FDA on Monday gave accelerated approval to Loxo Oncology's cancer drug Vitrakvi to treat patients with advanced solid tumors containing a specific gene mutation known as a neurotrophic receptor tyrosine kinase (NTRK) gene fusion.
The drug is the second cancer treatment approved by FDA to target a common biomarker, or genetic feature, in a tumor no matter where it appears in the body, rather than based on the specific tissue where a tumor originated.
FDA said the approval marks a "new paradigm" in using precision medicine to create cancer drugs that are "tissue agnostic," meaning the treatment is not specific to one organ, such as the breast or colon.
FDA approved Vitrakvi, also called larotrectinib, for both adults and children who have solid, cancerous tumors that have a NTRK gene fusion—a gene mutation that can cause uncontrolled cell growth that can lead to cancer in the neck, head, lung, and thyroid, the Washington Post reports. FDA said the drug can also be used on solid tumors that are metastatic, continue to spread after treatment, or can cause severe morbidity if surgically removed.
FDA based its approval on the results of three clinical trials involving 55 children and adults who had different types of solid tumors. About 75% of patients experienced a response to the drug; 73% of those responses lasted at least six months, while 39% of the responses lasted at least one year. The trials showed common side effects included dizziness, fatigue, and nausea.
Loxo CEO Josh Bilenker estimated about 2,000 to 3,000 U.S. residents annually develop the types of cancers that the drug could treat. The company priced the drug at $32,800 for a 30-day treatment for adults and $11,000 per month for pediatric patients.
Loxo Oncology and its partner Bayer expect patients after insurance would have to pay $20 or less in out-of-pocket costs each month. Bayer also said it would provide financial assistance to patients who cannot cover the cost of the drug. The company also said it would refund payers' and patients' costs if the drug does not provide clinical benefit in the first three months.
Is this the future of cancer treatment?
According to FDA, the drug could be a lifesaving development for patients with these rare cancers who struggle to afford current treatment options.
FDA Commissioner Scott Gottlieb said, "This new site-agnostic oncology therapy isn't specific to a cancer arising in a particular body organ, such as breast or colon cancer. [The treatment's] approval reflects advances in the use of biomarkers to guide drug development and the more targeted delivery of medicine." He added, "We now have the ability to make sure that the right patients get the right treatment at the right time."
But Bilenker said the biggest challenge for Loxo will be identifying patients with the specific gene mutation who could benefit from the new treatment, as doing so requires patients to undergo genetic testing—a service some private insurers do not cover (Bacon, USA Today, 11/28; FDA News Release, 11/26; McGinley, Washington Post, 11/26).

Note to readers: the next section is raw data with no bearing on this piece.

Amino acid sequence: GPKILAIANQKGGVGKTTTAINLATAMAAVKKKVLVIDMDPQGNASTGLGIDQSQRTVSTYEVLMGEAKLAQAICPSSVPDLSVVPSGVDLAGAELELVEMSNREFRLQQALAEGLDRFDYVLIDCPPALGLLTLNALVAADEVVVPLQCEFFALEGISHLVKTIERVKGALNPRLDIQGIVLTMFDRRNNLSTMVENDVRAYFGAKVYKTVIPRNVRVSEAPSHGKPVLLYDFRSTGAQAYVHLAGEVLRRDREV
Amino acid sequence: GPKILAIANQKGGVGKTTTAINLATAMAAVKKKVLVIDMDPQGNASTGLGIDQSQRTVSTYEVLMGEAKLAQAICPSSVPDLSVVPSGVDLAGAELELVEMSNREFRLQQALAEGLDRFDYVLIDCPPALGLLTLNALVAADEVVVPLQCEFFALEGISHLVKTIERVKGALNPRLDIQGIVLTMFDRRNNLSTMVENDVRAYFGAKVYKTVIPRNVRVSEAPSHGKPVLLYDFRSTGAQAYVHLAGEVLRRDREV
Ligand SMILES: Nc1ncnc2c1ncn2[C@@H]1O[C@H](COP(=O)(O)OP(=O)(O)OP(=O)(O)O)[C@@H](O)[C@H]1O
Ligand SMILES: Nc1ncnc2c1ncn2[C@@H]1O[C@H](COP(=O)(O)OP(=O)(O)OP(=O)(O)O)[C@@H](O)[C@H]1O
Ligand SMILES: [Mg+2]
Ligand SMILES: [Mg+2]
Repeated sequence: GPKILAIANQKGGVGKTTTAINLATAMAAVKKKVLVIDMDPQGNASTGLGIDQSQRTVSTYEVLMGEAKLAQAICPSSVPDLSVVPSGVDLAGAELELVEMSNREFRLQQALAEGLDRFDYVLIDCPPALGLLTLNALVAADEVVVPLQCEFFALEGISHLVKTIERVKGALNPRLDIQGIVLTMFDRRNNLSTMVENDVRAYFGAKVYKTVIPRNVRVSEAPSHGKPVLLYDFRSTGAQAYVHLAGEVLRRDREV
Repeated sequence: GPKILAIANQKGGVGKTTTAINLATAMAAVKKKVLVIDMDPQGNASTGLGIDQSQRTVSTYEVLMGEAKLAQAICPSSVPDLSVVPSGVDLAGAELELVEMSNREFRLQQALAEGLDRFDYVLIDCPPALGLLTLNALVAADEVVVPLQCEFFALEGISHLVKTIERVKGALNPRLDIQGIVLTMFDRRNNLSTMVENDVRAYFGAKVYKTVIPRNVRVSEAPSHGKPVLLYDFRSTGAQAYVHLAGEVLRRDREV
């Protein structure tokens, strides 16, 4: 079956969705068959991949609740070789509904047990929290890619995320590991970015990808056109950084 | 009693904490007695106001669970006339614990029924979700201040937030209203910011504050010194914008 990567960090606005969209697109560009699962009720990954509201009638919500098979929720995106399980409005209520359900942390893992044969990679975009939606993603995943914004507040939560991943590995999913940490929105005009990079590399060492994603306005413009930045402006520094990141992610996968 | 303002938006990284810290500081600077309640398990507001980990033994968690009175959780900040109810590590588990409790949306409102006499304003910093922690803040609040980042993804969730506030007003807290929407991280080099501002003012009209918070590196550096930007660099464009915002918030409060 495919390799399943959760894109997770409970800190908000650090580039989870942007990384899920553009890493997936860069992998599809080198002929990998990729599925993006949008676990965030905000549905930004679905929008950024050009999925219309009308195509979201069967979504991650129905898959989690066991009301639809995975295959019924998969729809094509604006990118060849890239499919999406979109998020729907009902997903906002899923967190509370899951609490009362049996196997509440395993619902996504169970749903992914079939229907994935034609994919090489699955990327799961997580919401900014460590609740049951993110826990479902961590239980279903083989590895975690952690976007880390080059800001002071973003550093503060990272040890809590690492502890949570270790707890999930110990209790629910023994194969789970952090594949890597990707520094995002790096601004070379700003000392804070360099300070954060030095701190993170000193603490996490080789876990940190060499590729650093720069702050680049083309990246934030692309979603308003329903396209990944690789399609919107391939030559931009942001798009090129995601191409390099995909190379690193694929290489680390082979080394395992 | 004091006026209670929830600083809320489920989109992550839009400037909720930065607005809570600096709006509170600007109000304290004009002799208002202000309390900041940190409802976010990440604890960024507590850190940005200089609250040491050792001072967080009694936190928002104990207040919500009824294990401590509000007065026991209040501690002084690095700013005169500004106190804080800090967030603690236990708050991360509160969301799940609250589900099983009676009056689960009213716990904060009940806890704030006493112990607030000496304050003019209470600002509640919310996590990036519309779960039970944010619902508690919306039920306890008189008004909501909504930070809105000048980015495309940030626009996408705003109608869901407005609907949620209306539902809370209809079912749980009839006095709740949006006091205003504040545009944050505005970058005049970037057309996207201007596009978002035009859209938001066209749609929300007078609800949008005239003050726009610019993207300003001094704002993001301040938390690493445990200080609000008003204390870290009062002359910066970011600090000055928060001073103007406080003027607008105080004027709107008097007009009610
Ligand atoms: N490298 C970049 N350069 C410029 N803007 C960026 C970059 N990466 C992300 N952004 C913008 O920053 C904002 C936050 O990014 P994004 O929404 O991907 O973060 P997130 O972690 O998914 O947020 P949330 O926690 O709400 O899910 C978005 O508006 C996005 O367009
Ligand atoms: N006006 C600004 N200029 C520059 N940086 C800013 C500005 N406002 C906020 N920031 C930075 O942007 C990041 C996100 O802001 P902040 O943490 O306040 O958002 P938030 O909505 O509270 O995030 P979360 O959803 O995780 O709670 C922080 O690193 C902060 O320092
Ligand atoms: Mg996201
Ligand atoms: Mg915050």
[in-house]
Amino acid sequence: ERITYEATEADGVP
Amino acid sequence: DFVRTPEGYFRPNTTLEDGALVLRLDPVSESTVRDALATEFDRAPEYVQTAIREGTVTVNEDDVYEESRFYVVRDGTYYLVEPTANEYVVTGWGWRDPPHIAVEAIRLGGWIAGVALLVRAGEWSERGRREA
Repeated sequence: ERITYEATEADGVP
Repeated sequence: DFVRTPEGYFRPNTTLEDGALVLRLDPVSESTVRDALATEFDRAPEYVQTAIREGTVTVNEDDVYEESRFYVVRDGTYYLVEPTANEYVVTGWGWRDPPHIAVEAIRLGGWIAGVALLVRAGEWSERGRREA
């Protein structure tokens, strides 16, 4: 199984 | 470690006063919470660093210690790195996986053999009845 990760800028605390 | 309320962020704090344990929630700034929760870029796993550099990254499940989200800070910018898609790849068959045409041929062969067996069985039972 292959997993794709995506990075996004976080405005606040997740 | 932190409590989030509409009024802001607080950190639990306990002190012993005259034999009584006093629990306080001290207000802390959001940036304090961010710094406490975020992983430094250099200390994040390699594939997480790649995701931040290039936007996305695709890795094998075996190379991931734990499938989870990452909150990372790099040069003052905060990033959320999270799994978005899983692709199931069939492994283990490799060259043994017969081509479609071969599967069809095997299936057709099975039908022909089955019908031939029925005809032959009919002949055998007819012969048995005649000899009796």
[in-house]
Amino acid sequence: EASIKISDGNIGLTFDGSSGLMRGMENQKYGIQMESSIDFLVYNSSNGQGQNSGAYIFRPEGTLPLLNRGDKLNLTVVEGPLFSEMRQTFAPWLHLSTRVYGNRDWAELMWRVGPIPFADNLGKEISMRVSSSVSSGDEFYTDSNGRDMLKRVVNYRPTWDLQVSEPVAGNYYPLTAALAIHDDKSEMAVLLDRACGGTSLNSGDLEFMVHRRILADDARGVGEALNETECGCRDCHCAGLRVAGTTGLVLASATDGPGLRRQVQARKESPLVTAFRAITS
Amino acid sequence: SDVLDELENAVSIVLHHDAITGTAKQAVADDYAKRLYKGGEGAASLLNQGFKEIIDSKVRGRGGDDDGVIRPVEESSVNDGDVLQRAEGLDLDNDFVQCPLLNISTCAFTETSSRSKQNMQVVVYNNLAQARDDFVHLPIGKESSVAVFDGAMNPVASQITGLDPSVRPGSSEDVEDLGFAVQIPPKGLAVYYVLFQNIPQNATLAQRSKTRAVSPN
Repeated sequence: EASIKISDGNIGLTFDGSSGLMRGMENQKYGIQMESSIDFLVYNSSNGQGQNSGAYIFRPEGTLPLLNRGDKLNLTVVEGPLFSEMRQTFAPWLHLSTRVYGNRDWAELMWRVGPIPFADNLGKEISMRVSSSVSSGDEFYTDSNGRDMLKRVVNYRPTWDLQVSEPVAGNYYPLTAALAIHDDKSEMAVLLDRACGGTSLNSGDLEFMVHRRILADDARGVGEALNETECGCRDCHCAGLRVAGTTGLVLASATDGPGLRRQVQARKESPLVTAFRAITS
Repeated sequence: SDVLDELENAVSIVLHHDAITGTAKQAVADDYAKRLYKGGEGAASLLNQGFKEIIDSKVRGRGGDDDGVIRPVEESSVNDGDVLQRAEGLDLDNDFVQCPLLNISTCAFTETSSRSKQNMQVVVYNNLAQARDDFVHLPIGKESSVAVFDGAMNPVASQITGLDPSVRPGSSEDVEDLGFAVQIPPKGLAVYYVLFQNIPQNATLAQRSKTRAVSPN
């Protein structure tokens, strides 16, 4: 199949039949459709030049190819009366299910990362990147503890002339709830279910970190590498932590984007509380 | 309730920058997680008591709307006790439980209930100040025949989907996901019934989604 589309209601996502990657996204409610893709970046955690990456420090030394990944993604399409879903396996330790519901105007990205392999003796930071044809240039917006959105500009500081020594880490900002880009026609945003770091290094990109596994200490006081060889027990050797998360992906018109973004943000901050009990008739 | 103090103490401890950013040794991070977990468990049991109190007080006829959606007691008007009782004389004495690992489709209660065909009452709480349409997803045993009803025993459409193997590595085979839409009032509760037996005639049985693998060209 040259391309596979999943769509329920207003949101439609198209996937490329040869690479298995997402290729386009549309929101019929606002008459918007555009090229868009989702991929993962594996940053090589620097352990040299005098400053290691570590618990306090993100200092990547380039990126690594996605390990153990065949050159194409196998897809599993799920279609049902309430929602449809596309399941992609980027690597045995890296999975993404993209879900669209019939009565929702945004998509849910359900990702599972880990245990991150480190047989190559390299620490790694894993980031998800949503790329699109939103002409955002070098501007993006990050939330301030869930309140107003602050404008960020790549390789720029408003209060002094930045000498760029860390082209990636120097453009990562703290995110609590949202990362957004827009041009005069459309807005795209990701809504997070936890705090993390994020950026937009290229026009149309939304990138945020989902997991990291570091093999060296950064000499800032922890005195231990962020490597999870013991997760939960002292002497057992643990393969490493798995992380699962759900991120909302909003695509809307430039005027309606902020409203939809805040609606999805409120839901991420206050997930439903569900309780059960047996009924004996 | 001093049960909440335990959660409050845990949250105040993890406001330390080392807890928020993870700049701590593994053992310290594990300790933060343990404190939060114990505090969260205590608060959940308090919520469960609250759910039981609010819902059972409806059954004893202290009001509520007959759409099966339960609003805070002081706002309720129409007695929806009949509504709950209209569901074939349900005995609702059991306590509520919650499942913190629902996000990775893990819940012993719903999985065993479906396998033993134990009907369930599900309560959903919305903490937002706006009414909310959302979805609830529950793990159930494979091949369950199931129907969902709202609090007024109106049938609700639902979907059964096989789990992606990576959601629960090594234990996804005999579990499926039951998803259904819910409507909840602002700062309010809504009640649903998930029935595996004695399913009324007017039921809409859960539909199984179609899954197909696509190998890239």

Advisory Board's take
Deirdre Saulet, Practice Manager, Oncology Roundtable
There are two things associated with the FDA's approval of Vitrakvi that struck me.
“This raises questions and concerns about patient access to [genomic] testing”
First, it is only the second drug (after Keytruda) to receive FDA approval based on the tumor's genetic makeup, rather than its location in the body. This reflects the field's progression towards precision medicine. Of course, this progression comes with a stipulation: To tell if patients would benefit from this drug, they need to undergo genomic testing to see if their tumor has this specific gene fusion. And this raises questions and concerns about patient access to this testing. While genomic sequencing is becoming more standard at progressive research organizations (for example, Intermountain recently announced all newly diagnosed patients would receive germline testing in 2019), making sure all patients are referred for appropriate testing—no matter where they're treated—is a tougher task.
Second, Bayer has rolled out two financial programs for the drug. The first is comprehensive patient support and assistance, a common occurrence for today's cancer drugs. The second, and more interesting, component is the "Vitrakvi Commitment Program" which Bayer says will refund the cost of the drug to payers and patients (and other organizations paying on behalf of the patients) if they don't receive clinical benefit within 90 days of treatment initiation. This is one of few instances of outcomes-based contracts in oncology and will likely be a test case for their future use. Indeed, since CMS reportedly abandoned its outcomes-based contract for Kymriah (a CAR T-cell therapy with a price tag of $475,000) earlier this year, there's been a lot of discussion about the viability and effectiveness of these contracts. Only time will tell if the Vitravki agreement will improve patient access.
To learn more about what over 170 cancer programs told us about how they are offering molecular testing and immunotherapy to patients, read our expert insight: How oncology programs are providing access to precision medicine.
Then, to learn more about the innovations that are shaping the field of oncology, and how to balance economic realities with the need for innovation, read our research reports on Clinical Innovations in Oncology.